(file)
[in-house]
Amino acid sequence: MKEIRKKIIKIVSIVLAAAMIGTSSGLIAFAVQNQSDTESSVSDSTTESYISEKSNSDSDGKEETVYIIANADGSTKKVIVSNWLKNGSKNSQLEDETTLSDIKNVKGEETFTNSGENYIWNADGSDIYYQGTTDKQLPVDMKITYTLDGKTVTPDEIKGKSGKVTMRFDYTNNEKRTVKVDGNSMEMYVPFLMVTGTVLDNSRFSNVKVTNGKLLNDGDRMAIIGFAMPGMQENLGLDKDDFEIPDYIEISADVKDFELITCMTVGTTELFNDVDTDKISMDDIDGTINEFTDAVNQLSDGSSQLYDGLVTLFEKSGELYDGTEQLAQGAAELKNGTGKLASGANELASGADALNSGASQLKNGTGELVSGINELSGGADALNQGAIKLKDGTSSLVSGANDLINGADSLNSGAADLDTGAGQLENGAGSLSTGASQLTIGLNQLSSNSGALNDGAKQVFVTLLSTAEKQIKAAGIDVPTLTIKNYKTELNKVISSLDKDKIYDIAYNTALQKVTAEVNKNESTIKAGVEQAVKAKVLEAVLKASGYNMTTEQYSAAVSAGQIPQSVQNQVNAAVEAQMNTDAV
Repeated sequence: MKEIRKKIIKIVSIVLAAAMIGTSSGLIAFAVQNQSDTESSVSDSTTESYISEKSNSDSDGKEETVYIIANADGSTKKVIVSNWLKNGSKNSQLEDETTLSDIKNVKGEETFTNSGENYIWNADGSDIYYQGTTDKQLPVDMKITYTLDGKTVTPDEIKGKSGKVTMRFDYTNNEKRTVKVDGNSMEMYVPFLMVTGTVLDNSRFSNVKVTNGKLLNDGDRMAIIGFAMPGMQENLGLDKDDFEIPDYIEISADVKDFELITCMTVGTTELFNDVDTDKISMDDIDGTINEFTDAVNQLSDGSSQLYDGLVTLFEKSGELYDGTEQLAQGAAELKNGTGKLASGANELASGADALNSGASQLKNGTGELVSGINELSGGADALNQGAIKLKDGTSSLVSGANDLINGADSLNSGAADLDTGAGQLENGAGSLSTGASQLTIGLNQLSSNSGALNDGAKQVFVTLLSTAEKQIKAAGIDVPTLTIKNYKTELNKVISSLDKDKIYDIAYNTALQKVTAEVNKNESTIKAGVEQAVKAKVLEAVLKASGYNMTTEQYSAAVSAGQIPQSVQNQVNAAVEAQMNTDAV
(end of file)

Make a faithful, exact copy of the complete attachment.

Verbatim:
[in-house]
Amino acid sequence: MKEIRKKIIKIVSIVLAAAMIGTSSGLIAFAVQNQSDTESSVSDSTTESYISEKSNSDSDGKEETVYIIANADGSTKKVIVSNWLKNGSKNSQLEDETTLSDIKNVKGEETFTNSGENYIWNADGSDIYYQGTTDKQLPVDMKITYTLDGKTVTPDEIKGKSGKVTMRFDYTNNEKRTVKVDGNSMEMYVPFLMVTGTVLDNSRFSNVKVTNGKLLNDGDRMAIIGFAMPGMQENLGLDKDDFEIPDYIEISADVKDFELITCMTVGTTELFNDVDTDKISMDDIDGTINEFTDAVNQLSDGSSQLYDGLVTLFEKSGELYDGTEQLAQGAAELKNGTGKLASGANELASGADALNSGASQLKNGTGELVSGINELSGGADALNQGAIKLKDGTSSLVSGANDLINGADSLNSGAADLDTGAGQLENGAGSLSTGASQLTIGLNQLSSNSGALNDGAKQVFVTLLSTAEKQIKAAGIDVPTLTIKNYKTELNKVISSLDKDKIYDIAYNTALQKVTAEVNKNESTIKAGVEQAVKAKVLEAVLKASGYNMTTEQYSAAVSAGQIPQSVQNQVNAAVEAQMNTDAV
Repeated sequence: MKEIRKKIIKIVSIVLAAAMIGTSSGLIAFAVQNQSDTESSVSDSTTESYISEKSNSDSDGKEETVYIIANADGSTKKVIVSNWLKNGSKNSQLEDETTLSDIKNVKGEETFTNSGENYIWNADGSDIYYQGTTDKQLPVDMKITYTLDGKTVTPDEIKGKSGKVTMRFDYTNNEKRTVKVDGNSMEMYVPFLMVTGTVLDNSRFSNVKVTNGKLLNDGDRMAIIGFAMPGMQENLGLDKDDFEIPDYIEISADVKDFELITCMTVGTTELFNDVDTDKISMDDIDGTINEFTDAVNQLSDGSSQLYDGLVTLFEKSGELYDGTEQLAQGAAELKNGTGKLASGANELASGADALNSGASQLKNGTGELVSGINELSGGADALNQGAIKLKDGTSSLVSGANDLINGADSLNSGAADLDTGAGQLENGAGSLSTGASQLTIGLNQLSSNSGALNDGAKQVFVTLLSTAEKQIKAAGIDVPTLTIKNYKTELNKVISSLDKDKIYDIAYNTALQKVTAEVNKNESTIKAGVEQAVKAKVLEAVLKASGYNMTTEQYSAAVSAGQIPQSVQNQVNAAVEAQMNTDAV